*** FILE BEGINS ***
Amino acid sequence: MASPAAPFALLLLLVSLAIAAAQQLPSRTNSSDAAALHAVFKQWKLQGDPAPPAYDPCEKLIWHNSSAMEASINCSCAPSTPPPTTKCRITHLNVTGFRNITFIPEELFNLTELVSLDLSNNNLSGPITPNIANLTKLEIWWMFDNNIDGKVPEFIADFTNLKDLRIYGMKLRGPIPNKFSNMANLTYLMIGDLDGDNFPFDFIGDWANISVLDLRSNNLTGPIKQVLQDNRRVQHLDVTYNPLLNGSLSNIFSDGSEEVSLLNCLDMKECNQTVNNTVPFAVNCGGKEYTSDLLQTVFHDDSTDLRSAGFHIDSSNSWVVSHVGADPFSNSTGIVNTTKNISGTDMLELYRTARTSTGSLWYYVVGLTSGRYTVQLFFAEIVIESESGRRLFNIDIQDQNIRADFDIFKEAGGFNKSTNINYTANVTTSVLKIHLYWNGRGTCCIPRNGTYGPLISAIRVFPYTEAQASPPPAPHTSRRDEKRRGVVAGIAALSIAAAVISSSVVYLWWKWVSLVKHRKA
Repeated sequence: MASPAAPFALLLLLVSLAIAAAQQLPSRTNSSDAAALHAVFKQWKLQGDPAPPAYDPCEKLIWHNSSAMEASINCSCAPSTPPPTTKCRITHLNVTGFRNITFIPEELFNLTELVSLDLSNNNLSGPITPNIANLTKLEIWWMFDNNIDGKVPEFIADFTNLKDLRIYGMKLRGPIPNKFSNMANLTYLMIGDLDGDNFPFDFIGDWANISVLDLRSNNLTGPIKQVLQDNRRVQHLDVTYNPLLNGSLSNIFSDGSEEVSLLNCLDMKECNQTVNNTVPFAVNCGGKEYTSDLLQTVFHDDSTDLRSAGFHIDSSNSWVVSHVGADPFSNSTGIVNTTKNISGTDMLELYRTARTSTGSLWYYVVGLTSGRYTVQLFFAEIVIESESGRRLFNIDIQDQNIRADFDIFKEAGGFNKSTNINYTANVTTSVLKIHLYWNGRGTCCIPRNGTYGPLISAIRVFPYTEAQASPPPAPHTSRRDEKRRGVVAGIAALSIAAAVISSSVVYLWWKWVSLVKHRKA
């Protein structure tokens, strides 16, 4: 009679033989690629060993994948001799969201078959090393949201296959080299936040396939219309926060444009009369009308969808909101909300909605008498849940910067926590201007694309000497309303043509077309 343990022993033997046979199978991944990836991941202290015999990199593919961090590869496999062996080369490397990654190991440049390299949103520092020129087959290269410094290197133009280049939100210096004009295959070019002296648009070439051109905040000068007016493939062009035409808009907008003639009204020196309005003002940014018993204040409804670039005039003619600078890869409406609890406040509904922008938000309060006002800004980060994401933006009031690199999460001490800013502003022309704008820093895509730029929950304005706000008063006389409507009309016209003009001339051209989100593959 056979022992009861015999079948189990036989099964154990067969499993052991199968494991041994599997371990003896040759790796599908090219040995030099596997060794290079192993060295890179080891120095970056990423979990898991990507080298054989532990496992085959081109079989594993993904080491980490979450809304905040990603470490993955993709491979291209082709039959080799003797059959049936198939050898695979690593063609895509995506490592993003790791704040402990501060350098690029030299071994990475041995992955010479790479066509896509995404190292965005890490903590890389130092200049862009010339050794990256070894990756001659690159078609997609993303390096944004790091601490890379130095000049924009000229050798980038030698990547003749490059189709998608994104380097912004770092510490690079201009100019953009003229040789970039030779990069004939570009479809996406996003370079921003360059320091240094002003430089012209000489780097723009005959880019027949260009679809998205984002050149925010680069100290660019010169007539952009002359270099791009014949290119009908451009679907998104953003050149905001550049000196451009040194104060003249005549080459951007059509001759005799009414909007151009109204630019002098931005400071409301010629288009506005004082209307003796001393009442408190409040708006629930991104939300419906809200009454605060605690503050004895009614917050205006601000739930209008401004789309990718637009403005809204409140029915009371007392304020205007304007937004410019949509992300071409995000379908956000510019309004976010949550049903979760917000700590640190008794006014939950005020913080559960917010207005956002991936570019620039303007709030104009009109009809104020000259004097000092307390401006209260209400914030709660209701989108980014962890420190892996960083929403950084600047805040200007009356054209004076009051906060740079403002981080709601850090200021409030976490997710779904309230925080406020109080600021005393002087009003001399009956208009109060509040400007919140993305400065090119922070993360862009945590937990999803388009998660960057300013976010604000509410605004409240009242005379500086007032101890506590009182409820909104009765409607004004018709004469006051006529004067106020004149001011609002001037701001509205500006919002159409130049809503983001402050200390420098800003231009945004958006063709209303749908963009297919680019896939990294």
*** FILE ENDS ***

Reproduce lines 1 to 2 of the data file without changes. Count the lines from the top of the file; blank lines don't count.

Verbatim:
Amino acid sequence: MASPAAPFALLLLLVSLAIAAAQQLPSRTNSSDAAALHAVFKQWKLQGDPAPPAYDPCEKLIWHNSSAMEASINCSCAPSTPPPTTKCRITHLNVTGFRNITFIPEELFNLTELVSLDLSNNNLSGPITPNIANLTKLEIWWMFDNNIDGKVPEFIADFTNLKDLRIYGMKLRGPIPNKFSNMANLTYLMIGDLDGDNFPFDFIGDWANISVLDLRSNNLTGPIKQVLQDNRRVQHLDVTYNPLLNGSLSNIFSDGSEEVSLLNCLDMKECNQTVNNTVPFAVNCGGKEYTSDLLQTVFHDDSTDLRSAGFHIDSSNSWVVSHVGADPFSNSTGIVNTTKNISGTDMLELYRTARTSTGSLWYYVVGLTSGRYTVQLFFAEIVIESESGRRLFNIDIQDQNIRADFDIFKEAGGFNKSTNINYTANVTTSVLKIHLYWNGRGTCCIPRNGTYGPLISAIRVFPYTEAQASPPPAPHTSRRDEKRRGVVAGIAALSIAAAVISSSVVYLWWKWVSLVKHRKA
Repeated sequence: MASPAAPFALLLLLVSLAIAAAQQLPSRTNSSDAAALHAVFKQWKLQGDPAPPAYDPCEKLIWHNSSAMEASINCSCAPSTPPPTTKCRITHLNVTGFRNITFIPEELFNLTELVSLDLSNNNLSGPITPNIANLTKLEIWWMFDNNIDGKVPEFIADFTNLKDLRIYGMKLRGPIPNKFSNMANLTYLMIGDLDGDNFPFDFIGDWANISVLDLRSNNLTGPIKQVLQDNRRVQHLDVTYNPLLNGSLSNIFSDGSEEVSLLNCLDMKECNQTVNNTVPFAVNCGGKEYTSDLLQTVFHDDSTDLRSAGFHIDSSNSWVVSHVGADPFSNSTGIVNTTKNISGTDMLELYRTARTSTGSLWYYVVGLTSGRYTVQLFFAEIVIESESGRRLFNIDIQDQNIRADFDIFKEAGGFNKSTNINYTANVTTSVLKIHLYWNGRGTCCIPRNGTYGPLISAIRVFPYTEAQASPPPAPHTSRRDEKRRGVVAGIAALSIAAAVISSSVVYLWWKWVSLVKHRKA